On January 22, when NRP closed at $ 15.78, you posted that NRP had a "8.9% dividend yield". On January 28, when it closed at $ 15.43, you posted that NRP had a "9.11% dividend yield at current price". Now, as you point out the yield is 9.27% (actually closer to 9.4% as I write). In each case, you were right, but it hasn't helped NRP. If things don't change, you will get the chance to post about NRP's new 10% yield before too long.
The only things that might help NRP, at least temporarily, would be an announcement of a non-coal acquisition (although financing costs would be a problem) or some miracle in the steel industry that helps met coal pricing and volume. I don't think the miracle is coming any time soon, and I have problems believing that NRP could finance any significant acquisition attractively.
Except that people who bought this security in April 2013 are now carrying about a $9 loss per unit. So for them, it's not really a "new" investment; it's a sucking chest wound in their portfolios. (Talk to "Askew" about that...)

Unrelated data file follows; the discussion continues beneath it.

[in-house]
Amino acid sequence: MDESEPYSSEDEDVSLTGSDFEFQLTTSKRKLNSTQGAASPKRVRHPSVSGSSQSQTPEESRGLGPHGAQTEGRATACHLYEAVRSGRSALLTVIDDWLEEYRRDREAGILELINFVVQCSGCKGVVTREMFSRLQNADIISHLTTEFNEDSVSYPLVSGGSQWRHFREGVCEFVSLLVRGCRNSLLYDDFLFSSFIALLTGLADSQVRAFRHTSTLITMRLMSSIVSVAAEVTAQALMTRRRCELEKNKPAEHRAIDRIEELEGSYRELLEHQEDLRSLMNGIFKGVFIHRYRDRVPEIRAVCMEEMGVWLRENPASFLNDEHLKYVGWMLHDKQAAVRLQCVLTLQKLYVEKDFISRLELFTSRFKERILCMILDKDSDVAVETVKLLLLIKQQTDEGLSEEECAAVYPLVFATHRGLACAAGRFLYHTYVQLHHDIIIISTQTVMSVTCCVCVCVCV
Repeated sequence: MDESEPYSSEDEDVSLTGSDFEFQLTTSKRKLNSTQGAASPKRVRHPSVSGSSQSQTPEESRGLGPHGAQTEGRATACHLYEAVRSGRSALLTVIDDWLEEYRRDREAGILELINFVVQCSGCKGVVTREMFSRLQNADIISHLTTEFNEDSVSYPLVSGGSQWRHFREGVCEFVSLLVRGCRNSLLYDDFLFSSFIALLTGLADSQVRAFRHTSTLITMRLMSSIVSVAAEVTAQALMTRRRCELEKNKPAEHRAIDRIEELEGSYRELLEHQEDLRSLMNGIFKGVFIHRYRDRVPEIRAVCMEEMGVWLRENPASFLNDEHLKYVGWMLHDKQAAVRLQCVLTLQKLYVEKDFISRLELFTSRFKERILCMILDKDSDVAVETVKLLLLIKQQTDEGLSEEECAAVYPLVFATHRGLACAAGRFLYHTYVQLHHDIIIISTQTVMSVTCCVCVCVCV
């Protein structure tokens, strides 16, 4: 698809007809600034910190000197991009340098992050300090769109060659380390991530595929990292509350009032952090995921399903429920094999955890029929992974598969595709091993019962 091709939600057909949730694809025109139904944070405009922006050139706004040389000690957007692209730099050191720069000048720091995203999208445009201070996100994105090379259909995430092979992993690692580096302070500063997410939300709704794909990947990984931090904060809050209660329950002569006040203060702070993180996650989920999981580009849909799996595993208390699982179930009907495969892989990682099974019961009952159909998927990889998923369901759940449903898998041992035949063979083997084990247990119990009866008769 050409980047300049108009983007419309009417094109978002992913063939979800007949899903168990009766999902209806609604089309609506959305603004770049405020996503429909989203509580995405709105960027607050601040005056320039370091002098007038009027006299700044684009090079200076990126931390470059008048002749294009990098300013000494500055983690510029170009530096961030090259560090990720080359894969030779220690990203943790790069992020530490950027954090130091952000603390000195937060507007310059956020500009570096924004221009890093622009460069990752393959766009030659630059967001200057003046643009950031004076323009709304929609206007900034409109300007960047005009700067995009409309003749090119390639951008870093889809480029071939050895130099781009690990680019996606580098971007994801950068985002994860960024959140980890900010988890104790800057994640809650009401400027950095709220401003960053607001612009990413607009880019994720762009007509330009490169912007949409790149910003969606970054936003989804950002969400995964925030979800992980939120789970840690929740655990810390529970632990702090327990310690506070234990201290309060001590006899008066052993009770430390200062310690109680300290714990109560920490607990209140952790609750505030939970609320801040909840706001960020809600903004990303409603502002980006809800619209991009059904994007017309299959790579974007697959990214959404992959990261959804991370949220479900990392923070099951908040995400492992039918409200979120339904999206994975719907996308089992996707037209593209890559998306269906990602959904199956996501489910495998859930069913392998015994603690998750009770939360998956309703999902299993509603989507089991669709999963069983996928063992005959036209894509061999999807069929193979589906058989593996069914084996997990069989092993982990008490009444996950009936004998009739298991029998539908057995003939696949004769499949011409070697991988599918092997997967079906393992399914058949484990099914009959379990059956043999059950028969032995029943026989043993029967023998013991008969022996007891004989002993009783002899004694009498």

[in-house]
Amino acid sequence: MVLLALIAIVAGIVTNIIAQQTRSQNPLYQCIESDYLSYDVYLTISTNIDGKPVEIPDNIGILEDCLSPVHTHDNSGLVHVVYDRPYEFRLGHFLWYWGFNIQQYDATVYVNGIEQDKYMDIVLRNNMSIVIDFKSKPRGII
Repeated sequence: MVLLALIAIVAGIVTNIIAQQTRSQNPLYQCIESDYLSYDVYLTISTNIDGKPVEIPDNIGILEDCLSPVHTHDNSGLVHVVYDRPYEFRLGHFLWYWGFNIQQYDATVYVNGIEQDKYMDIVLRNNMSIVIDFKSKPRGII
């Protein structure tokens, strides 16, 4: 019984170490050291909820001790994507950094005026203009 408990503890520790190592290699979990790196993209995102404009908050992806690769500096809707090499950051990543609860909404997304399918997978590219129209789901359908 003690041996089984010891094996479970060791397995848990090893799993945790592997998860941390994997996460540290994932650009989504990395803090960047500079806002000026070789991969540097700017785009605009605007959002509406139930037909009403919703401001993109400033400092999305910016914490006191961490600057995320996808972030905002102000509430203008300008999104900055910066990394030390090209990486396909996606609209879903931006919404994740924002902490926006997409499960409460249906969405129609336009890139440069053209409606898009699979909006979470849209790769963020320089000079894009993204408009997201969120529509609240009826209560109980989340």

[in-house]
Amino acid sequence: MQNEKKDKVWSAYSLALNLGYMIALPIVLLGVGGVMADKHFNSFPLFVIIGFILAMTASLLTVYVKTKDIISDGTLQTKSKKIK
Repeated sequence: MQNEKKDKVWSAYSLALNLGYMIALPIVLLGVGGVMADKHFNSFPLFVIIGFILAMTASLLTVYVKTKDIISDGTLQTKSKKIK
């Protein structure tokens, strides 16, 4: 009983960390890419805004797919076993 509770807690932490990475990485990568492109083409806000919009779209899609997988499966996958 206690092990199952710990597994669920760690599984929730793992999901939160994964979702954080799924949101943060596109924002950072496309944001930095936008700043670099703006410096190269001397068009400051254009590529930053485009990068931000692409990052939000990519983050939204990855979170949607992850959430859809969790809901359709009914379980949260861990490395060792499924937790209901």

Following a damaged security down, down, down -- thinking all the while that "it's got to turn around soon" -- is one of the quickest ways to lose money.
As to the 9.27% distribution yield, NRP is paying 9.125% on their senior notes -- which are arguably more secure than their common units. Why is it a good idea to accept *only* 9.27% yield on the common units?
Good thought, except that BEFORE May they will cut the dividend once again to somewhere between $0.15-0.20. And more cuts next quarter, when the PPS will be in single digits.
This LP is in insolvency as far as I am concerned - and there is only way out of it - BK.